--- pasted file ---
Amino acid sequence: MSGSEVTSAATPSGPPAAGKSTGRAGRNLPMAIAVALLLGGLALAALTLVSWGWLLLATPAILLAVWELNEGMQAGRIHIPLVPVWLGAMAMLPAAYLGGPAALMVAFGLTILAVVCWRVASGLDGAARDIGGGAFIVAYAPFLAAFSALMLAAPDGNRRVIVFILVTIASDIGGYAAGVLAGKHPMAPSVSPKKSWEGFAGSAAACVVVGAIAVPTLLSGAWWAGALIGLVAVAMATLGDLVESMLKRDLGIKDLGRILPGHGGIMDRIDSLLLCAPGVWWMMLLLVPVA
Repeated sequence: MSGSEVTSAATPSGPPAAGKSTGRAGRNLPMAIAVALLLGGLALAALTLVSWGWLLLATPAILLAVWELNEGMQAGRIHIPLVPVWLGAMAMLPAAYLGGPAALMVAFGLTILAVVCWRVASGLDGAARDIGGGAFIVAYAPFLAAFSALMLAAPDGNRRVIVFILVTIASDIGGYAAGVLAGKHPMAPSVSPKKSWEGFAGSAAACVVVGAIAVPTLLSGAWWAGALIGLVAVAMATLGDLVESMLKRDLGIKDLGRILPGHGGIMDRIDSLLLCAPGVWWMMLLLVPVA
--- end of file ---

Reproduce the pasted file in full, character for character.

Amino acid sequence: MSGSEVTSAATPSGPPAAGKSTGRAGRNLPMAIAVALLLGGLALAALTLVSWGWLLLATPAILLAVWELNEGMQAGRIHIPLVPVWLGAMAMLPAAYLGGPAALMVAFGLTILAVVCWRVASGLDGAARDIGGGAFIVAYAPFLAAFSALMLAAPDGNRRVIVFILVTIASDIGGYAAGVLAGKHPMAPSVSPKKSWEGFAGSAAACVVVGAIAVPTLLSGAWWAGALIGLVAVAMATLGDLVESMLKRDLGIKDLGRILPGHGGIMDRIDSLLLCAPGVWWMMLLLVPVA
Repeated sequence: MSGSEVTSAATPSGPPAAGKSTGRAGRNLPMAIAVALLLGGLALAALTLVSWGWLLLATPAILLAVWELNEGMQAGRIHIPLVPVWLGAMAMLPAAYLGGPAALMVAFGLTILAVVCWRVASGLDGAARDIGGGAFIVAYAPFLAAFSALMLAAPDGNRRVIVFILVTIASDIGGYAAGVLAGKHPMAPSVSPKKSWEGFAGSAAACVVVGAIAVPTLLSGAWWAGALIGLVAVAMATLGDLVESMLKRDLGIKDLGRILPGHGGIMDRIDSLLLCAPGVWWMMLLLVPVA